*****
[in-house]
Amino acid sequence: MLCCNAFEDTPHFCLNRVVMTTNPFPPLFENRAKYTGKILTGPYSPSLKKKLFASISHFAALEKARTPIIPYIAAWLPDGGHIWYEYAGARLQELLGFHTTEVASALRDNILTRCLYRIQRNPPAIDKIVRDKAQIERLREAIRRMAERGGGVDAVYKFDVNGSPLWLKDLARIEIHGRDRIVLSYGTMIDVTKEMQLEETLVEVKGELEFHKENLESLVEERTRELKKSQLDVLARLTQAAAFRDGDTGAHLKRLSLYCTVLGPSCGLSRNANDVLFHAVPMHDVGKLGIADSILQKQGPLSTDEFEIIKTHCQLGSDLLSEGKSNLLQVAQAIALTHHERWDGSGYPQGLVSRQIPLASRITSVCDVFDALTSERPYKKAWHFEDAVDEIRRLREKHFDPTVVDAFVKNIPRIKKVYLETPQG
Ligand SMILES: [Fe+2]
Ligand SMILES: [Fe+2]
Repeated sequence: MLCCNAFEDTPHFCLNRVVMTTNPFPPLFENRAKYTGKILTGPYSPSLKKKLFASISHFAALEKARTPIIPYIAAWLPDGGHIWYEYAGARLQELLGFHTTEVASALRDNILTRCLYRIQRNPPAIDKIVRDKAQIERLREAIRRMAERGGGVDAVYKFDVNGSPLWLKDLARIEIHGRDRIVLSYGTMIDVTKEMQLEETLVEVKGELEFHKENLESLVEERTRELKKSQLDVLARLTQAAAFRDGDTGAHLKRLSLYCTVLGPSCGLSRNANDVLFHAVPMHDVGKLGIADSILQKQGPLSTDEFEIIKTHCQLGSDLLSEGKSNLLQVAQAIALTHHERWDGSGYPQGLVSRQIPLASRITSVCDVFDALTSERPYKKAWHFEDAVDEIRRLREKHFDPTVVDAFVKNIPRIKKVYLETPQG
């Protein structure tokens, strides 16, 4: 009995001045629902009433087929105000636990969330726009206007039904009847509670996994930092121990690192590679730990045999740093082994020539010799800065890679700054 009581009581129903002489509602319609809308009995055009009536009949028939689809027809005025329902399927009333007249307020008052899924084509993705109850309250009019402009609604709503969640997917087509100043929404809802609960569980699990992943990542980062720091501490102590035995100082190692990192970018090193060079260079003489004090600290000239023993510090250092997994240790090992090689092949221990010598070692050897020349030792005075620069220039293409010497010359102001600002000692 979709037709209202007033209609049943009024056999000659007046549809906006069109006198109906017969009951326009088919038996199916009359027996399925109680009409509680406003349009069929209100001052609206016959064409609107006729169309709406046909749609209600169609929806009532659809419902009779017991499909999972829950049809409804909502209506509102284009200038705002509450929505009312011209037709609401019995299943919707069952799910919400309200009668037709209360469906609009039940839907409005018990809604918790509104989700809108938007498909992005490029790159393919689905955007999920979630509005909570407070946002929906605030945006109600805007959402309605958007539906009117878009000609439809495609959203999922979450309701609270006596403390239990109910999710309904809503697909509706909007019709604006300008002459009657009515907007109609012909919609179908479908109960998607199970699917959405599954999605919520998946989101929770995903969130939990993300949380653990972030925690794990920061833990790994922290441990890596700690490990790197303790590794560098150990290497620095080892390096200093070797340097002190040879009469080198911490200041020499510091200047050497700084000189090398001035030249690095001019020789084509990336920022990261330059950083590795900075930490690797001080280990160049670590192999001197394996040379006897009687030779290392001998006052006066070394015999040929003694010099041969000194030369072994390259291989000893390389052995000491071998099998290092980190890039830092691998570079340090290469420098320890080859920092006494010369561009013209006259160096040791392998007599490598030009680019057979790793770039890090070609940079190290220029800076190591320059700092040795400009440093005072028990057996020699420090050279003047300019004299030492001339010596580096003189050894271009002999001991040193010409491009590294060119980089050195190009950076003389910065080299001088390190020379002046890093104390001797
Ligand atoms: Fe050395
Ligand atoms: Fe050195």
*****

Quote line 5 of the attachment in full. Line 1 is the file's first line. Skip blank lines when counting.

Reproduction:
Repeated sequence: MLCCNAFEDTPHFCLNRVVMTTNPFPPLFENRAKYTGKILTGPYSPSLKKKLFASISHFAALEKARTPIIPYIAAWLPDGGHIWYEYAGARLQELLGFHTTEVASALRDNILTRCLYRIQRNPPAIDKIVRDKAQIERLREAIRRMAERGGGVDAVYKFDVNGSPLWLKDLARIEIHGRDRIVLSYGTMIDVTKEMQLEETLVEVKGELEFHKENLESLVEERTRELKKSQLDVLARLTQAAAFRDGDTGAHLKRLSLYCTVLGPSCGLSRNANDVLFHAVPMHDVGKLGIADSILQKQGPLSTDEFEIIKTHCQLGSDLLSEGKSNLLQVAQAIALTHHERWDGSGYPQGLVSRQIPLASRITSVCDVFDALTSERPYKKAWHFEDAVDEIRRLREKHFDPTVVDAFVKNIPRIKKVYLETPQG